Consumers can view content anywhere, from laptop to mobile, from smart TV to tablet and even now gaming platforms and more besides. That’s how people want to consume their content – different devices, different places and different times. If a company is serious about developing an effective content strategy to engage consumers, they need to ensure that their content can be delivered where their customers want it.SMP: How do you / can you make content searchable and visible? RP:
At EMS we are one step back from making content searchable as that aspect is handled by the content delivery products such as WordPress and Drupal. However, our role here is still important as what we do helps organise content so it can be found more easily. For instance, our software partner WoodWing’s digital asset management system
, Elvis, uses a powerful search engine itself to allow people to easily find content assets. We also provide a mix of automatic and manual tagging to apply to, and enrich, content to make it easier to find.
SMP: What are the main issues that you find clients have with publishing their content and how do you resolve them? RP:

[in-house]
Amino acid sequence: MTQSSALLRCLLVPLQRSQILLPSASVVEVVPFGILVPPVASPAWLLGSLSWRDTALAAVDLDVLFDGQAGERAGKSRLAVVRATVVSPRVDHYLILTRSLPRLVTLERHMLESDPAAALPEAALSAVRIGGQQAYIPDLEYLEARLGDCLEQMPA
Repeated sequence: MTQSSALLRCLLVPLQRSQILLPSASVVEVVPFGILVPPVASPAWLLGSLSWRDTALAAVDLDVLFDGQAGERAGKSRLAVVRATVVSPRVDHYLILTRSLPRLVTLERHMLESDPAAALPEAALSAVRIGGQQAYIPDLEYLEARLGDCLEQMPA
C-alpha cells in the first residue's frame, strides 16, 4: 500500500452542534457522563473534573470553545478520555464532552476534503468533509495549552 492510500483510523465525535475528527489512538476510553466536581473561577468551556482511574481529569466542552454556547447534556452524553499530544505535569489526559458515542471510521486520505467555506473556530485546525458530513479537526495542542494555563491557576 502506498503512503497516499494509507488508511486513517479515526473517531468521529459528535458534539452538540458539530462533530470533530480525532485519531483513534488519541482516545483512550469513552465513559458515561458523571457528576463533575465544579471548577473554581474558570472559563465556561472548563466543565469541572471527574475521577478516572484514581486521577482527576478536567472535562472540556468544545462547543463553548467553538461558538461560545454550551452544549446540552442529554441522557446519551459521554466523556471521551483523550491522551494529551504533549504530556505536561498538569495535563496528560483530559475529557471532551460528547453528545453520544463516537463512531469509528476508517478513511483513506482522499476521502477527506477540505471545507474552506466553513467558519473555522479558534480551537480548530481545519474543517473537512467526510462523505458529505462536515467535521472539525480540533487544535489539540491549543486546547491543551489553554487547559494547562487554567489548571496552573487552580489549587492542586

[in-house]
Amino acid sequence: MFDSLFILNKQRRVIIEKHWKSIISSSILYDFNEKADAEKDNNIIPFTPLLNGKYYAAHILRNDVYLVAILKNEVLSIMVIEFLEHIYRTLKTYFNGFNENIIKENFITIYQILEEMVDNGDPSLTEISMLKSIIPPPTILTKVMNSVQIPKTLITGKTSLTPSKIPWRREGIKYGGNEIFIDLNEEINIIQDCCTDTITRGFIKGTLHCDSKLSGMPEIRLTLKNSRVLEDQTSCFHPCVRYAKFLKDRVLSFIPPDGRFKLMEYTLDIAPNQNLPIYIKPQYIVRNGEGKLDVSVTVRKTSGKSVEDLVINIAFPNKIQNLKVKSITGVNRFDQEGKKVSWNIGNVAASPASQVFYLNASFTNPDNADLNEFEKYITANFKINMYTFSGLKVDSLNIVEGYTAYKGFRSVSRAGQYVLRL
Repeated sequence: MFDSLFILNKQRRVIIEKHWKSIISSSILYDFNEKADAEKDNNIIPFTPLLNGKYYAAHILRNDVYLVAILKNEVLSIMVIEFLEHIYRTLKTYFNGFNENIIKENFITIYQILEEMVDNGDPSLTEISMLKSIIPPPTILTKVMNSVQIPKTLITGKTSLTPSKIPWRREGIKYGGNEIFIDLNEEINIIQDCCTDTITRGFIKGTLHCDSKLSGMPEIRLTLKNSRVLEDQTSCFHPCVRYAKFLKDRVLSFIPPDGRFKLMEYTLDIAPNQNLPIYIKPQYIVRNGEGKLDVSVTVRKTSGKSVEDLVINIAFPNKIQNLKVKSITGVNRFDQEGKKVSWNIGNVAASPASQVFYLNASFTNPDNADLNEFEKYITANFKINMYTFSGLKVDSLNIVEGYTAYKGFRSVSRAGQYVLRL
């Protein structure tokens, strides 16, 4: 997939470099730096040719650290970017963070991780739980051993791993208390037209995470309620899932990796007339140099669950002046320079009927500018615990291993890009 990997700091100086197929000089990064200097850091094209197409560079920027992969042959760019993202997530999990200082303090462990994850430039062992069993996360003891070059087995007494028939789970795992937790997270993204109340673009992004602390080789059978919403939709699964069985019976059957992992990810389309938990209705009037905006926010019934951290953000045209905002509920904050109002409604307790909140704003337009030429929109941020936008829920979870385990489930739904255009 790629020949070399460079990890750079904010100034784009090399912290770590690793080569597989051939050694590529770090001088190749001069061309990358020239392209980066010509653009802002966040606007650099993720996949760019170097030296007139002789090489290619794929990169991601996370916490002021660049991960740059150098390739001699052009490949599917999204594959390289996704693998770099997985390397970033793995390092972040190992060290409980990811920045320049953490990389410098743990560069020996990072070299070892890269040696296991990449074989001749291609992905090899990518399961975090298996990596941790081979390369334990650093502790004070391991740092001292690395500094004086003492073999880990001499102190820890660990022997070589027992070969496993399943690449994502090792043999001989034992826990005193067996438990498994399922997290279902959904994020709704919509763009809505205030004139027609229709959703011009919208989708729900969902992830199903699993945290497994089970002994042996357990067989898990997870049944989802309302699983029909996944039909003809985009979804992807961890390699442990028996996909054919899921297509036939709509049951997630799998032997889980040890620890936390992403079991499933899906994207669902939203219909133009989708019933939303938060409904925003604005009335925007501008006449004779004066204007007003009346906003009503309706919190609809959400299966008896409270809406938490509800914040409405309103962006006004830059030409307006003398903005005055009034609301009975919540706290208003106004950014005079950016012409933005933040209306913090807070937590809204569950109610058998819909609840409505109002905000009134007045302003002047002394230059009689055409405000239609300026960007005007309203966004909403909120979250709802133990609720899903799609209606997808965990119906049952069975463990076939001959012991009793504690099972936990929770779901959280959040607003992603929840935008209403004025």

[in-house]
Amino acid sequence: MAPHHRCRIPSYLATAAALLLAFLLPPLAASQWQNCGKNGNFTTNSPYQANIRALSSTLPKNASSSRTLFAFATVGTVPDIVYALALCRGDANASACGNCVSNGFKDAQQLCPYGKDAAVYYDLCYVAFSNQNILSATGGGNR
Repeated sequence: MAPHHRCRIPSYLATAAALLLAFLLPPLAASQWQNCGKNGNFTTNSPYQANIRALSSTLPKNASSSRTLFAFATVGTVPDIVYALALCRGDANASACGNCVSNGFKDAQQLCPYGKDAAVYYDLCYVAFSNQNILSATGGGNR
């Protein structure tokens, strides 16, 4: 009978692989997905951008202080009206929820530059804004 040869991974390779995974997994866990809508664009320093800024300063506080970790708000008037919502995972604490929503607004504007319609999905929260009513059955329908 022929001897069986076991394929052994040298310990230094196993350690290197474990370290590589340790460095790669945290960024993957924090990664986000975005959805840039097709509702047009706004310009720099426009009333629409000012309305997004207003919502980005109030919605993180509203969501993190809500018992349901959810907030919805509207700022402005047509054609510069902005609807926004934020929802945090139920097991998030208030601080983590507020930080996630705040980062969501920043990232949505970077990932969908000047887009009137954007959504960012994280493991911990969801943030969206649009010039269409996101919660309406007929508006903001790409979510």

Clients often have lots of old manual workflows and disconnected processes that are holding them back and creating inefficiencies. We help them streamline these and make processes more transparent to everyone in the business. Ultimately, we help them to become more efficient with creating their content and delivering it to more places and devices.SMP: What are the challenges that you’ve encountered and how are you overcoming them in what you have been doing so far at EMS?
The technology is the easy bit! The hard part is the business change that we inevitably are involved in. Being human is being resistant to change – and typically people underestimate massively the amount of business change required to do things better. Whether it’s a publisher extending its offering across more channels, a brand creating an editorial-based website or an entertainment company looking to facilitate the sharing of its content across other platforms – to do this well requires much more than the implementation of a technology solution.SMP: What are the high moments of what you have been doing so far? RP:
Last year was a particularly exciting year for us.
Working with Adobe and WoodWing’s content creation tool Inception , we created an app for the National Theatre called ‘Backstage’